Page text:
Although the start to the league season had been dismal, Rangers had performed rather well in the League Cup. Queen of the South were beaten 8-1 on aggregate before Clydebank, Hearts and St Mirren were swatted aside at the sectional stage. All six matches, three at home, three away, were won with 18 goals scored and none conceded.Wallace was at the helm by the time the defending league champions Dundee United were beaten in the semis, and that set up an Old Firm showdown at Hampden. This was the day Jock Wallace talked about having ‘the battle fever on’, and for Ally McCoist it was an opportunity to endear himself to the Rangers fans.McCoist had had an indifferent start to his Rangers career. His form almost mirrored that of the team in the respect that he scored freely in the League Cup – six goals in the opening seven League Cup ties – but struggled in the league. Although he started each of the opening 14 league fixtures, he only netted four goals, and after going five games without scoring, Wallace relegated him to the reserves. There were rumours of interest from Cardiff City and Sunderland, but McCoist knuckled down, scored goals for the second XI, and was soon back in the reckoning for the first team.With Bobby Williamson and new goalkeeper Nicky Walker cup-tied and Ian Redford and Robert Prytz suspended after being ordered off in the Scottish Cup with Dundee, the starting XI showed four changes. Sandy Clark donned the number nine jersey vacated by Williamson, Peter McCloy took over in goal, and with a shortage of midfielders, John MacDonald was drafted in alongside Clark up front, with McCoist and Dave McPherson alongside Bobby Russell and Davie Cooper in midfield.
McCoist obviously shot to fame with Rangers as a number nine, but he played in midfield during in the fledgling years of his career with St Johnstone. And although most probably relate to McPherson as a centre back or right back, he too had the dexterity to play in the middle of the park.
Both teams traded blows in the first half. MacDonald had an early shot cleared off the line by Tom McAdam (Tom’s brother Colin was one of the two Rangers substitutes), while at the other end, Brian McClair and Paul McStay went close for Celtic. But a minute shy of the interval it was Rangers who hit the front.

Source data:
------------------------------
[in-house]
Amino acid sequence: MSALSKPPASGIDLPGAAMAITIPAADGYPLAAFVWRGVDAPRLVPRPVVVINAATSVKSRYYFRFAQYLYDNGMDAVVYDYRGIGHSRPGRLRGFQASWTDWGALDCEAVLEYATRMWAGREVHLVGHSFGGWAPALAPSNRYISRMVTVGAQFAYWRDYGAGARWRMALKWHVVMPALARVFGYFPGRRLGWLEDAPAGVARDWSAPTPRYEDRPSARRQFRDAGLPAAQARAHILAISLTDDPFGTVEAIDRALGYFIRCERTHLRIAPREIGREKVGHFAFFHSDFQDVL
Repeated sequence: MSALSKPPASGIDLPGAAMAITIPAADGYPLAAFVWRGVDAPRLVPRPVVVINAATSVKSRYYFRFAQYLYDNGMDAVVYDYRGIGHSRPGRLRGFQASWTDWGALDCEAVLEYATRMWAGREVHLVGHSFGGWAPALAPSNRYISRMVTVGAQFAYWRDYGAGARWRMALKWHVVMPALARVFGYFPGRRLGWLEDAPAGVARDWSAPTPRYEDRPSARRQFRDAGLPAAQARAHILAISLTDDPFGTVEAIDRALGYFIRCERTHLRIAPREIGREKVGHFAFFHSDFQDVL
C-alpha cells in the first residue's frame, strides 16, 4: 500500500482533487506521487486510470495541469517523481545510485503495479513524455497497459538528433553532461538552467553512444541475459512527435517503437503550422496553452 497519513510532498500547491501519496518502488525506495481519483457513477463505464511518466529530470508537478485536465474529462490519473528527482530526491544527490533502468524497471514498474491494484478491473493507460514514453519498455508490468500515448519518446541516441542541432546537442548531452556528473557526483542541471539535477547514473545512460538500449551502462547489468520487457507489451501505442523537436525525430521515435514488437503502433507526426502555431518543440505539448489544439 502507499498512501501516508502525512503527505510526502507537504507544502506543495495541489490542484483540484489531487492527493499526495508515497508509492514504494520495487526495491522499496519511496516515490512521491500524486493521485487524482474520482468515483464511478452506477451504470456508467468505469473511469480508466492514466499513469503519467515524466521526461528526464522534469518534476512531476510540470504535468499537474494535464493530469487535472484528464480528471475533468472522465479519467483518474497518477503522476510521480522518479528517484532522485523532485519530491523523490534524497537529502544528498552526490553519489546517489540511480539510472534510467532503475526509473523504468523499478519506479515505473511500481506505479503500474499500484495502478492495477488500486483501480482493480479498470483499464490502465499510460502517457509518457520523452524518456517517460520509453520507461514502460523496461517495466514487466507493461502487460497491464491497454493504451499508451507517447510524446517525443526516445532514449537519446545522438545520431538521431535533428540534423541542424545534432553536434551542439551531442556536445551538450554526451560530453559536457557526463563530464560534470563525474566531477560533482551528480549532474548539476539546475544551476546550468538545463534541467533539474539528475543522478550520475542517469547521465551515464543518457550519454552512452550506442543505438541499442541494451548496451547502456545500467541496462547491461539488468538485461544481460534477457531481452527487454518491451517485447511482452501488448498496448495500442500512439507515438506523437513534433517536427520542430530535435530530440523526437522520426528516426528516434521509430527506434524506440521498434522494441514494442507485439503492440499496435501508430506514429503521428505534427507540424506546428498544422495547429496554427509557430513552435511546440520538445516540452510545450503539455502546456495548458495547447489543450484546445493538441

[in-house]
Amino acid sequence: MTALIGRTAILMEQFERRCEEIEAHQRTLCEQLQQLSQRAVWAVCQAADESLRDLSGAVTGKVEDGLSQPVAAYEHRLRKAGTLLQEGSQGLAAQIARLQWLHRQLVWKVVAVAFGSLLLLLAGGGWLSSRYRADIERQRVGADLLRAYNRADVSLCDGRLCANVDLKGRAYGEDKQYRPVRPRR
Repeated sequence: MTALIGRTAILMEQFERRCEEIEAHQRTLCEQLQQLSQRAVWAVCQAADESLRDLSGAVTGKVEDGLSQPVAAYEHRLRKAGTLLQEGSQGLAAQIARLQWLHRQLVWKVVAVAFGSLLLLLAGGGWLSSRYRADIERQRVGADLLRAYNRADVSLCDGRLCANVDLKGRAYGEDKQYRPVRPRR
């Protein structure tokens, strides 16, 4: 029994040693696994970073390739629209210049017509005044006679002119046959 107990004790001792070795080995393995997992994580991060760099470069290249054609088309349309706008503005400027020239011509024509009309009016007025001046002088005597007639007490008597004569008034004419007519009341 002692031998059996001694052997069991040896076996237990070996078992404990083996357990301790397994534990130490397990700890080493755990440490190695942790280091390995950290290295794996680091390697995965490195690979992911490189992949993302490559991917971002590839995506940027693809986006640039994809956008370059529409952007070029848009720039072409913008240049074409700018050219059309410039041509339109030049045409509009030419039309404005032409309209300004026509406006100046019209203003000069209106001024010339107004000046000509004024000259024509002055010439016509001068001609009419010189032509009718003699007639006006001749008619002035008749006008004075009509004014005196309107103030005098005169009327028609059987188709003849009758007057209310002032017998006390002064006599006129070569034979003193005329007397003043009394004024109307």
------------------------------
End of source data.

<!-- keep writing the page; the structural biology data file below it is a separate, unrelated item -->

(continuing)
Bobby Russell masterminded the midfield throughout the match, and when he sped away from Murdo McLeod on the left, he was upended. Referee Bob Valentine awarded the penalty which was clinically despatched by McCoist.
Young Hugh Burns was brought into the fray 10 minutes after the interval, replacing MacDonald, and five minutes later he was jumping for joy with his team mates when they doubled their lead. McCloy hoofed the ball high into the air, Sandy Clark challenged for it as it dropped, and the ball broke to McCoist who slid in to score his second of the game.
Rangers had one hand on the trophy, but their lead was halved seven minutes later when McClair volleyed the ball beyond McCloy. And in injury time Celtic, who were chasing the Treble, forced extra time when McCoist fouled McLeod in the box. Mark Reid made no mistake with the resulting penalty kick.
Wallace got his players regrouped ahead of extra-time, and McCoist was to the fore again six minutes from the end of the additional half hour. He was barged in the back by Roy Aitken and penalty number three of the game was awarded. Although Pat Bonner stooped to his left and parried McCoist’s spot kick, Ally showed his predatory instincts by pouncing on the rebound. Aside from his treble against Celtic in the 1986 Glasgow Cup Final, that remains the last hat trick scored by a Rangers player against Celtic.
Apart from a sticky spell midway through season 1984/85, McCoist never looked back. He became the darling of the support, netting 355 goals in 581 competitive appearances. Not a bad return for an outlay of £185,000!
The World Tour
Back in 1975, Jock Wallace had taken the first team on a global adventure and that laid the foundations for a domestic Treble. That may well have been his thinking when he suggested doing something similar in May and June 1984.
Games were played in Melbourne, Sydney, Adelaide, Brisbane, Newcastle, Auckland, Minneapolis, Ontario and Toronto. The match in Minneapolis against Minnesota Kicks on 13 June was played on astroturf. Rangers lost 5-2, and the exertions of the players was summed up when Wallace could only call upon 12 fit players. And during the match, Sandy Clark, who had been replaced by Dave MacKinnon, had to come back on to the field to replace John MacDonald.
Injuries had been a common theme right from the start of the tour. Bobby Russell was hospitalised with a head injury picked up in the opening match against Australia ‘B’, Bobby Williamson sustained a broken leg before the second game against the same opposition before Colin McAdam fractured his right leg in the third game of the tour against Australia.